single human under the pot. Perhaps the larger piles suggest the
bones were collected and deposited after-the-fact.
Vickie, Mike, and I finished up survey rather quickly, but Joel needed
much more time to photograph and categorize the piles of bones.
There were also a few pottery shards. Since the three of us
cavers were done, we left Joel and the guides to finish up their detail
work. That was our mistake.
Heading down the mountain and back toward the town, we picked up a
shadow. At first I thought that he simply wished to pass us, but
when we moved out of his way and beckoned him to pass, he said no, but
he continued to follow us. I guess his curiosity was
strong. Eventually we reached the town again
where we left our shadow behind.
As mentioned before, I find it strange, and not necessarily
comfortable, to be in a town that sees few outsiders. The people
were too curious about us and stared at us as we walked through the
town -- due, in part, to Vickie's blond hair. We stopped at a
little store to get a cold drink then sat outside while children came
near to look at us. After a while, we went to sit near the truck
to wait for Joel and the guides to finish their work. As luck
would have it, we didn't have the keys to the vehicle; so we sat
outside the truck while more children gathered around.
As time progressed, a group of adults also gathered around us, and a
few of the town's leaders began to ask questions. There seemed to
be two leaders who were doing the talking, sometimes at the same
time. Vickie, who knew the most Spanish, handled the
conversation. Between phrases, she said "I think we're in
trouble." I wasn't too worried because the conversation seemed to
be more discussion than argument. A young man brought us a
pitcher of something made from ground corn called pozol with three
glasses. After further discussion, Vickie told us that we were
going to give a little presentation. She started to empty her
cave pack while explaining what each of the items were: kneepads,
helmet, compass, clinometer, etc. When she was done, Mike and I
followed suit. The townspeople were, I feel, more interested than
As I understand it, the leaders wanted to know why
we didn't ask for permission to go to the cave. Joel, being the
lead for this the cave, should have done so, but—at that moment—he
wasn't there to explain. The leaders told Vickie that other
people had come to this area and had taken dolls, rather largish, from
Local boy wearing my helmet - © 2009
Eventually, Joel and the guides came down from the mountains, whereupon
a meeting between the town leaders, Joel, Vickie, and the guides
ensued. While this meeting of the minds was transpiring, I played
"touch your nose" with some of the kids outside, and Mike dealt with a
town drunk. The kids laughed as the drunk pantomimed concepts
such as house and sleep to Mike. I got the sense that this was
not the first time this man was inebriated in front of those kids.
Eventually the meeting finished, and as I understand it, we were to
drive an hour to get a permit . . . then drive back to this town
with this permit. One of the townsfolk—I think the young man who gave
us the corn drink—was to accompany us. Before I was able to start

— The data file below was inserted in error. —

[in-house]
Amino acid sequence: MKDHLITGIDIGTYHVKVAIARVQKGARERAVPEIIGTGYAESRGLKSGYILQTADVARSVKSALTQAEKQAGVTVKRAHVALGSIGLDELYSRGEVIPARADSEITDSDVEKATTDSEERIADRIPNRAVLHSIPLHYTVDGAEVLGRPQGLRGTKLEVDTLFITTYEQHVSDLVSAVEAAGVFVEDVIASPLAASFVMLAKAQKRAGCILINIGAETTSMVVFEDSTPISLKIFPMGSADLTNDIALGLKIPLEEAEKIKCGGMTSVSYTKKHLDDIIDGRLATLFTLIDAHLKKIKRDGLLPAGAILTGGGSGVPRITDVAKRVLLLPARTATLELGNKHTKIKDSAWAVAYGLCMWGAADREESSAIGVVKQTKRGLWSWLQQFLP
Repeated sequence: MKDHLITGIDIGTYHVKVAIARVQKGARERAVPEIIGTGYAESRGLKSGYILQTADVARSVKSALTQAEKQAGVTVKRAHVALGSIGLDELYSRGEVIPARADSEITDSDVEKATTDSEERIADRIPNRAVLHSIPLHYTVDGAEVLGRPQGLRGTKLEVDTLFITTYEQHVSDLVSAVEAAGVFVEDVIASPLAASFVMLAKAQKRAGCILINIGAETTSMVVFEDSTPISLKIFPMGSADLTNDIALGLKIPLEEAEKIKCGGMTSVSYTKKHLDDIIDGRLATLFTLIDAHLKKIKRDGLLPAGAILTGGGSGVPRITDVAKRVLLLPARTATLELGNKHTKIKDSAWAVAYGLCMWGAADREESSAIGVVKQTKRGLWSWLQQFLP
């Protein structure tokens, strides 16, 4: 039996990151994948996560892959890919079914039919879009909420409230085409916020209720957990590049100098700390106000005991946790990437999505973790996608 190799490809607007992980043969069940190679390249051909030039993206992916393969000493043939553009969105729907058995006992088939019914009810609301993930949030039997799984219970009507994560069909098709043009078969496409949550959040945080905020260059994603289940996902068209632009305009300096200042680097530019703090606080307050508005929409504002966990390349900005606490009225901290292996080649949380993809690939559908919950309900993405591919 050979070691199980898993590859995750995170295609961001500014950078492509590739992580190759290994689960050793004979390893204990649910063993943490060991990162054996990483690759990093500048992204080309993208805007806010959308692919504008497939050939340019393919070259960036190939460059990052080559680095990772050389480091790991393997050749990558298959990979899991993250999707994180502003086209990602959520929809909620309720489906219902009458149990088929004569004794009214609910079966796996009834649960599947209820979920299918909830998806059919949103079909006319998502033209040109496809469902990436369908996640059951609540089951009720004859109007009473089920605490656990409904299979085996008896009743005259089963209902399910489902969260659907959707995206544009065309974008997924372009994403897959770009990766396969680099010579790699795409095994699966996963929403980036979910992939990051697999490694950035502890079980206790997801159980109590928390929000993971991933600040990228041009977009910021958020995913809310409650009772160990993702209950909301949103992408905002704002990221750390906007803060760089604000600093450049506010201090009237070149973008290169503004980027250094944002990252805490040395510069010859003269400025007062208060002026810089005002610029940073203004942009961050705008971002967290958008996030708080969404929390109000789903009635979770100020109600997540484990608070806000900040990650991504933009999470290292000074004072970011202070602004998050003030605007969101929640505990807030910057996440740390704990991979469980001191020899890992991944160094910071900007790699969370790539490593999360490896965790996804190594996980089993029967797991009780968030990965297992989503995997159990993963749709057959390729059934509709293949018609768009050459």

the truck, the inebriated man jumped into the back seat!
Apparently, he wanted to go along for the ride. A few minutes
later he was extricated, and we commenced our drive.
On the outskirts of town, the young man accompanying us had us stop the
truck, and he got out. Vickie later explained that he said that
if we wanted to go into the cave again, we would need the permit.
Thus ended our possible infringement of the law. We headed back
to our hotel without worrying about the permit.
2009 Feb 07 Saturday
Fish Cave survey, day 2. I don't remember a lot about
2009 Feb 08 Sunday
On this Sunday, we were
supposed to join Joel and Eladio to investigate another cave
lead. We had been getting up early several days in a row to meet
guides to take us to caves. The mood of our group (Mike, Vickie,
and me) was such that we just . . . well . . . didn't want to. I
lobbied for waking up late, having breakfast at a restaurant, then a
leisurely day of survey at Cueva de José Hernández (AKA Jose
Cueva). Vickie and Mike were okay with this idea.
We had breakfast at a restaurant near the town square. We all got
the same thing, a sort of breakfast pizza made from a huge tostada
covered with beans, vegetables, tomatoes, etc. It was pretty
good, albeit pricey.
We had a good day of survey finishing up the cave. There was a
lot of sand and a lot of fish heads. The water level was much
lower. Mike took some professional photos in the fish passage.
Returning to the hotel, and after dinner, we relaxed by watching the
tail end of Gladiator followed by the Chronicles of Riddick.
Sometimes the best way to relax is not to think, and any Vin Diesel
movie will grant you this boon.
2009 Feb 09 Monday
We awoke early because of pounding on the
building. We speculated that the owners of the hotel wished to
expand their business.
We went back to Cueva de Don Cosmè to continue the survey. The
upper passage, Nosferatu, was first on the docket. I did the
rigging, then Mike and Vickie came up. This passage was nasty,
hot, humid and sloppy. There was sticky clay and some
guano. Add to that the two spooked bats who were pinned at the
very end, and you can see why I didn't want to be there. We
finished up this passage quickly. Back to the climb, and before
derigging, Mike took a few more professional photos.
Mike had a novel, interesting technique for diffusing the light from
his slave flashes. His idea was to put the slaves into his smelly